pb = Pushbullet("xxxxxxxxxxxxxxxxxxxxxxxxxxxxxxxx") #Replace xxxx with your access token

Users

Next we’ll setup the users we want to track. For this we need a users name and their Bluetooth MAC address, this can be found on the device we want to track. We will add all of our users to an array to allow us to work with many users.

userList = []
userList.append(Users("David", "60:95:6D:5A:AF:E7:90", 22))

You can add as many users as needed by repeating the last line for each user.

Main Program

To allow the main program to run and be terminated safely from the command line we’ll use a ‘Try:Catch’ method. Simply add:

try:
    #Running code will go in here
except (KeyboardInterrupt, SystemExit):
    #This will run when we quit the script
    #We'll reset GPIO pins and the Pi-Lite here later on

Next we’ll add a while True: loop within ‘try:’

We’ll also add some text output to allow the user to see that the script is running. The code should read as follows:

try:
    while True: 
        print "Checking " + time.strftime("%a, %d %b %Y %H:%M:%S", time.gmtime())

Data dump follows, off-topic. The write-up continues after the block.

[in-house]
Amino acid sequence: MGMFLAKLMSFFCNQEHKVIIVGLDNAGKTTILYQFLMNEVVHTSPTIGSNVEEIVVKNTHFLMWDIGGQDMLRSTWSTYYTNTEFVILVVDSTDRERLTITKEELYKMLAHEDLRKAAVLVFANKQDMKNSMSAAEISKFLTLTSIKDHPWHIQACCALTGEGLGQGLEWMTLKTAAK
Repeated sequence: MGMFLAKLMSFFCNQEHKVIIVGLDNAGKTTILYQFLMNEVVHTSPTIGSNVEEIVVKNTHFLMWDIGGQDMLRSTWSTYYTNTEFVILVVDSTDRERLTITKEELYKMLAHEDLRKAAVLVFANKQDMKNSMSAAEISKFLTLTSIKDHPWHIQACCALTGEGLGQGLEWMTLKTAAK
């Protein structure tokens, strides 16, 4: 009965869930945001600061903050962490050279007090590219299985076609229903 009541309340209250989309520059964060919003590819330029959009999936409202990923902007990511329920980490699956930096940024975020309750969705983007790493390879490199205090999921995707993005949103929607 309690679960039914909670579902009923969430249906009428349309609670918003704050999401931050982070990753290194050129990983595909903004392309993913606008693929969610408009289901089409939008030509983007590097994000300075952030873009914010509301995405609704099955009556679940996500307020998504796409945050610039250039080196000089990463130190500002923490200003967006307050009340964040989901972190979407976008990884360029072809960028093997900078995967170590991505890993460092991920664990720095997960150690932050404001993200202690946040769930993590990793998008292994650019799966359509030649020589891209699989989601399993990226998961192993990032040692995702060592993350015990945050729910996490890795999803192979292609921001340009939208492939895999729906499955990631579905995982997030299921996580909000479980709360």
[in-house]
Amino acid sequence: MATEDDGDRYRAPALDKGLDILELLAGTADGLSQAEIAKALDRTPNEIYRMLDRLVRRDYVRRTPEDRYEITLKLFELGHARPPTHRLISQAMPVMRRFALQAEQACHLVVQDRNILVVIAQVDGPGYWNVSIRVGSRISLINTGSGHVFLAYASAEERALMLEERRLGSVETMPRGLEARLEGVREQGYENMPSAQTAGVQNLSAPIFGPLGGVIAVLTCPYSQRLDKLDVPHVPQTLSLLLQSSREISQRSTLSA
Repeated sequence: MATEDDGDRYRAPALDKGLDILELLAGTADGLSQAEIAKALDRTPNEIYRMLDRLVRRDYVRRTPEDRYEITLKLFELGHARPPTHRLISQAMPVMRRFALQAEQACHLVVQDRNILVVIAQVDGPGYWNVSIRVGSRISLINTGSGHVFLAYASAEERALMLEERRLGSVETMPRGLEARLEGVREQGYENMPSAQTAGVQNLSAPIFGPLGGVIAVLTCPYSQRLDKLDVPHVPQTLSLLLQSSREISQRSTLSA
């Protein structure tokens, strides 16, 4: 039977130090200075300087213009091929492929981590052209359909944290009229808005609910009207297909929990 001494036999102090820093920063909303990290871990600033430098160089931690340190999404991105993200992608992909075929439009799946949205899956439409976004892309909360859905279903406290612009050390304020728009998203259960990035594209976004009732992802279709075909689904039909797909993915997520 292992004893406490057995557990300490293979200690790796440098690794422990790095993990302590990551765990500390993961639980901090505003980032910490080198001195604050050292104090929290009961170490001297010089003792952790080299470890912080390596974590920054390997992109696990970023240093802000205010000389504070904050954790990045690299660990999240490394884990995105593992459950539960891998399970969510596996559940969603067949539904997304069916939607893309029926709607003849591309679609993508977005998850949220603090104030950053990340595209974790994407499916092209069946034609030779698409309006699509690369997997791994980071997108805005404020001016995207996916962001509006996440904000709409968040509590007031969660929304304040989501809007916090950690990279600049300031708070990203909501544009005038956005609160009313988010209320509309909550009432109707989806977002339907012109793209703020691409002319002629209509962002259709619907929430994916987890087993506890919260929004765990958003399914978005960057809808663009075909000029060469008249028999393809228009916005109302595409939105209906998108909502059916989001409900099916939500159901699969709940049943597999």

except (KeyboardInterrupt, SystemExit):
    #This will run when we quit the script
    #We'll reset GPIO pins and the Pi-Lite here later on

Next we will run through all of the users that we have created and check to see if their MAC address can be found. This process does not require the device to be paired with the Raspberry Pi but does require Bluetooth to be enabled. We’ll add a for loop to read through the users. We will also get their current status and store it as the variable oldStatus

try:
    while True: 
        print "Checking " + time.strftime("%a, %d %b %Y %H:%M:%S", time.gmtime())
        for user in userList:
            result = bluetooth.lookup_name(user.mac, timeout=3)
            oldStatus = user.status
except (KeyboardInterrupt, SystemExit):
    #This will run when we quit the script
    #We'll reset GPIO pins and the Pi-Lite here later on

For each of the users we will either receive a response from Bluetooth or we will receive a None response. Using an ‘if’ ‘else’ statement we will check the response and run the appropriate code.

try:
    while True: 
        print "Checking " + time.strftime("%a, %d %b %Y %H:%M:%S", time.gmtime())
        for user in userList:
            result = bluetooth.lookup_name(user.mac, timeout=3)
            oldStatus = user.status
            if (result != None):
                #What we'll do if a device is in range

            else:
                #What we'll do if a device is NOT in range

except (KeyboardInterrupt, SystemExit):
    #This will run when we quit the script
    #We'll reset GPIO pins and the Pi-Lite here later on